One of the changes made by the American Taxpayer Relief Act ("ATRA") was to restore the $240 monthly limit on employer-provided transit passes or commuting transportation, which had reverted to $125 as of January 1, 2012.  The increase was made applicable both retroactively for 2012, and for 2013.  (The excludible amount for 2013, which is indexed, has been announced at $245.) 

The IRS has now issued Notice 2013-8 in order to provide guidance on how to deal with the issues presented by the retroactive application of the increase. Employers who provided transit benefits during 2012 in excess of $125 per month but not in excess of $240, and who treated the excess over $125 as taxable wages (which was correct), now find themselves, with the application of this retroactive change, possibly having withheld (and paid) too much FICA tax. (Extra income tax would also have been withheld, but that cannot be adjusted retroactively after year-end, so the Notice deals only with the FICA taxes. The income tax withholding will be resolved on the employees' 2012 tax returns, since they receive a credit for the "excess" withholding.)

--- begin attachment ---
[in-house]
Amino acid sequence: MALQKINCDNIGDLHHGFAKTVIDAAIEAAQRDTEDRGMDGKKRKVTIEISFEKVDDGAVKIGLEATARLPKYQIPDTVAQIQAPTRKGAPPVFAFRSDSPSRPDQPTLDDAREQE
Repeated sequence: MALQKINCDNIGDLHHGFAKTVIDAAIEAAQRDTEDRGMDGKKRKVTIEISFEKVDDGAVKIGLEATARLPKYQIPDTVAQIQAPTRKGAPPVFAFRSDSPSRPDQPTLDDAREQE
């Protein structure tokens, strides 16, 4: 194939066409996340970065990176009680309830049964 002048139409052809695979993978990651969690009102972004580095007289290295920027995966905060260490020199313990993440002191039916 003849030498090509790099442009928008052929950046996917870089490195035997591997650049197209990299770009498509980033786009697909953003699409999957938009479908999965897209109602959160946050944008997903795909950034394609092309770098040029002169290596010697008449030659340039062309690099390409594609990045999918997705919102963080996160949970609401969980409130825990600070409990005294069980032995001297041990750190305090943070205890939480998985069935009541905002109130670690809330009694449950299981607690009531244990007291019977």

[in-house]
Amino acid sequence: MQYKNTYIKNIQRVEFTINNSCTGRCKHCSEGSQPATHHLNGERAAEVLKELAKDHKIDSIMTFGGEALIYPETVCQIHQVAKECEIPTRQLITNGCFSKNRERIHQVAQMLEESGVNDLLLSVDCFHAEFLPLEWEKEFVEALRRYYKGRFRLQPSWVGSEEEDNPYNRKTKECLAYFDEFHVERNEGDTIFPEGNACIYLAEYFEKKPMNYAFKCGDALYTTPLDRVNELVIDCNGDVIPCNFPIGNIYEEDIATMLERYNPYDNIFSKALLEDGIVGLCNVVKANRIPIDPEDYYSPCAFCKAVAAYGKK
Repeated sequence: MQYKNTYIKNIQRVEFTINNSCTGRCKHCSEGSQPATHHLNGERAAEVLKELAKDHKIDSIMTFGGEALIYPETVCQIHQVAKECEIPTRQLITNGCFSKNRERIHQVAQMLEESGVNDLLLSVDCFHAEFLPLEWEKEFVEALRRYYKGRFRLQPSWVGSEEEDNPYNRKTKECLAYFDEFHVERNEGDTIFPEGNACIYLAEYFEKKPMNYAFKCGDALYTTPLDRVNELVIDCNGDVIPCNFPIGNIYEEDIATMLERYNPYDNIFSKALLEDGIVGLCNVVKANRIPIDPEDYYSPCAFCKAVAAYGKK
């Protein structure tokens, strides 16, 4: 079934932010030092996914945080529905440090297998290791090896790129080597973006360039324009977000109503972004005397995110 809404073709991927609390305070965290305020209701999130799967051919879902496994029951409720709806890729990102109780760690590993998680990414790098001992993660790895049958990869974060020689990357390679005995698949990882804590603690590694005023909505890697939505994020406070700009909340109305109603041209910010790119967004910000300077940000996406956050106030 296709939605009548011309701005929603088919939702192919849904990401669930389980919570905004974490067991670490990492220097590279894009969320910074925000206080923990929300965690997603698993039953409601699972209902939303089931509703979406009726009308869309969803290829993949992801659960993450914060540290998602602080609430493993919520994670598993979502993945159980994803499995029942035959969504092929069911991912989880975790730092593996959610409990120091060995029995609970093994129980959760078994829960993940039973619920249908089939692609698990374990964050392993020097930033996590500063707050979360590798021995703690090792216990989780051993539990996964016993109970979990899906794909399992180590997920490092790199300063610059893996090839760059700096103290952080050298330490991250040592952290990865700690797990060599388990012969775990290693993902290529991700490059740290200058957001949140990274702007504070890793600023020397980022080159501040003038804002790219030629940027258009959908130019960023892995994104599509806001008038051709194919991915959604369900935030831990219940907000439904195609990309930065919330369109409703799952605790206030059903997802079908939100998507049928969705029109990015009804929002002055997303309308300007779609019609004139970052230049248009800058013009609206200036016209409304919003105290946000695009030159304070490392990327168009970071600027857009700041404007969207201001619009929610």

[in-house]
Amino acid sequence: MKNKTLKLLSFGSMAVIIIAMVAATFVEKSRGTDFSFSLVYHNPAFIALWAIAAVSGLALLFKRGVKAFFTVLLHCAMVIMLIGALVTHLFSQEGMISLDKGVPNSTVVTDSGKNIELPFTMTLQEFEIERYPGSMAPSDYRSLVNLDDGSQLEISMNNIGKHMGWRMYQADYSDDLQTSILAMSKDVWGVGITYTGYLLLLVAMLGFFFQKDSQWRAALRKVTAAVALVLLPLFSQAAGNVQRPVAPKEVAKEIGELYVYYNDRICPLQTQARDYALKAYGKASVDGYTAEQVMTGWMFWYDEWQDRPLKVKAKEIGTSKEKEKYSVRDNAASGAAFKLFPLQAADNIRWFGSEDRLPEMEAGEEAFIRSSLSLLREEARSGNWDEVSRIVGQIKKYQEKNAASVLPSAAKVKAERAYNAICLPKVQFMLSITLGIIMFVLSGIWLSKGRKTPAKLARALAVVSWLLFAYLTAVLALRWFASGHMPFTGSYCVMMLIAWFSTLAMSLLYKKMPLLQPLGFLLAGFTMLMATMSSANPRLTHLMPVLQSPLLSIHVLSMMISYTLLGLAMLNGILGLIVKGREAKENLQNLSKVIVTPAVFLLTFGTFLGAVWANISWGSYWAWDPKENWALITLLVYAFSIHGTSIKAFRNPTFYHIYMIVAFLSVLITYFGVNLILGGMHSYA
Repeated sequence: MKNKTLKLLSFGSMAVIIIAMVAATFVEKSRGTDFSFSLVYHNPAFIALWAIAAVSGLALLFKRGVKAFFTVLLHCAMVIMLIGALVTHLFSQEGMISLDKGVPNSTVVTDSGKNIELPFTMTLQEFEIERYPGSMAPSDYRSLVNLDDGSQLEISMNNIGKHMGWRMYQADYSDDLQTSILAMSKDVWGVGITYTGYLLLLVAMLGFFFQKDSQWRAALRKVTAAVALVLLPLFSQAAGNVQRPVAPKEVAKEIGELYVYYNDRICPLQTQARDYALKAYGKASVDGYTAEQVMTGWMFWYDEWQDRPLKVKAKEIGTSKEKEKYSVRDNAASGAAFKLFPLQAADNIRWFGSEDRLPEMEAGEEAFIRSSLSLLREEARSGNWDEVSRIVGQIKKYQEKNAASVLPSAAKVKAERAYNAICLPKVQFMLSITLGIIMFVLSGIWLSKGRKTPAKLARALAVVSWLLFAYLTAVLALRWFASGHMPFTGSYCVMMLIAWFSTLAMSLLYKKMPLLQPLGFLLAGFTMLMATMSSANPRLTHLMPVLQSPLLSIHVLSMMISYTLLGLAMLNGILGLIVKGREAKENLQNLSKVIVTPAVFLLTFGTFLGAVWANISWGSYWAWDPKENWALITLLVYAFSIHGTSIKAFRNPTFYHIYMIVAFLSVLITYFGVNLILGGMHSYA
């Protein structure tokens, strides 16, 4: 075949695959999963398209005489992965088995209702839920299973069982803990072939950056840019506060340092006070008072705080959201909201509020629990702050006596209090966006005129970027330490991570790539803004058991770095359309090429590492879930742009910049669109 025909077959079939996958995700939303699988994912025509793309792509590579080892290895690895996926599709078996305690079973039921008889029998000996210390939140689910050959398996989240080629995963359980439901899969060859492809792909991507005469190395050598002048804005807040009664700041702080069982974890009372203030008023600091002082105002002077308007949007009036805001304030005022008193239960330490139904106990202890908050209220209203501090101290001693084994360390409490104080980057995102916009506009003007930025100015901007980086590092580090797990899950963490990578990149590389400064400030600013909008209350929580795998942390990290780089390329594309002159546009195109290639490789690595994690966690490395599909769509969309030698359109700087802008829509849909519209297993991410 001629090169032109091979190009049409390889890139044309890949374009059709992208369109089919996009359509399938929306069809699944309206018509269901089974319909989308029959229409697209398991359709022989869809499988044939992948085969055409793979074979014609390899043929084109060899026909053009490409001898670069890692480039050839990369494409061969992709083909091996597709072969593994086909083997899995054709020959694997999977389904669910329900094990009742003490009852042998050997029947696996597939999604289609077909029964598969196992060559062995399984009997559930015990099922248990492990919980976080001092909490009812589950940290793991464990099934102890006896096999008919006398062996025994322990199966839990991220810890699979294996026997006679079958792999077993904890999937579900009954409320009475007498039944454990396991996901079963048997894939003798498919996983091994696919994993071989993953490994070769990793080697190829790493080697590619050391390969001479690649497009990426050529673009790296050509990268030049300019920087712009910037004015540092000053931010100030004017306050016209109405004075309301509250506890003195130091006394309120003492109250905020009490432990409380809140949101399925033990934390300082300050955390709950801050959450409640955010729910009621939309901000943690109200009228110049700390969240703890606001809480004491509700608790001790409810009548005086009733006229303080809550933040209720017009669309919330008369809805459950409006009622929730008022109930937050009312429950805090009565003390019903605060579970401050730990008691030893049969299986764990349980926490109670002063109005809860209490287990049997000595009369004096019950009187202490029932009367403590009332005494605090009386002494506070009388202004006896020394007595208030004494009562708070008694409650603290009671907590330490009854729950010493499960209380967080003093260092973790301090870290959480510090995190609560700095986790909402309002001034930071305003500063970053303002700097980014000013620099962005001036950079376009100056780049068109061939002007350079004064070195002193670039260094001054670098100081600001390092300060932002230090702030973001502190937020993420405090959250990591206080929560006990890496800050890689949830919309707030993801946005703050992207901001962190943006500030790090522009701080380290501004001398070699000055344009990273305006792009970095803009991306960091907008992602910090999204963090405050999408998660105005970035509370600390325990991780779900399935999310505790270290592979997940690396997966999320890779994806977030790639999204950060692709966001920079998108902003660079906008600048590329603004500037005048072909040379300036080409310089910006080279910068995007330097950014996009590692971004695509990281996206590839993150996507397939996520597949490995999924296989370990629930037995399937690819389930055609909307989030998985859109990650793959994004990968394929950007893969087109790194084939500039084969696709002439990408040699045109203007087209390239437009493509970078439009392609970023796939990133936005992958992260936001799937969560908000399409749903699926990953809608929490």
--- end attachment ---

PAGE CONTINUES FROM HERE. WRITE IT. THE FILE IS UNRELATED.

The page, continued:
Normally, overwithholding and overpayment of FICA taxes can be corrected by interest-free adjustment or by requesting a refund. Correction by adjustment requires (1) repaying or reimbursing the employees for the excess withholding, (2) obtaining a written statement from each employee confirming that he or she did not make a claim, and will not make a claim, for refund of the excess FICA withholding (or did make a claim that was rejected), and (3) filing an amended return (Form 941-X) for each quarter in which there was excess withholding. A refund claim is made by either repaying the employee for the overwithholding or obtaining the employee's written consent to file a refund claim on his or her behalf,  and then filing a claim for refund of both employer and employee tax.  

The Notice provides special administrative procedures that can be used in certain circumstances to more easily deal with the situation, in effect creating a simplified adjustment procedure.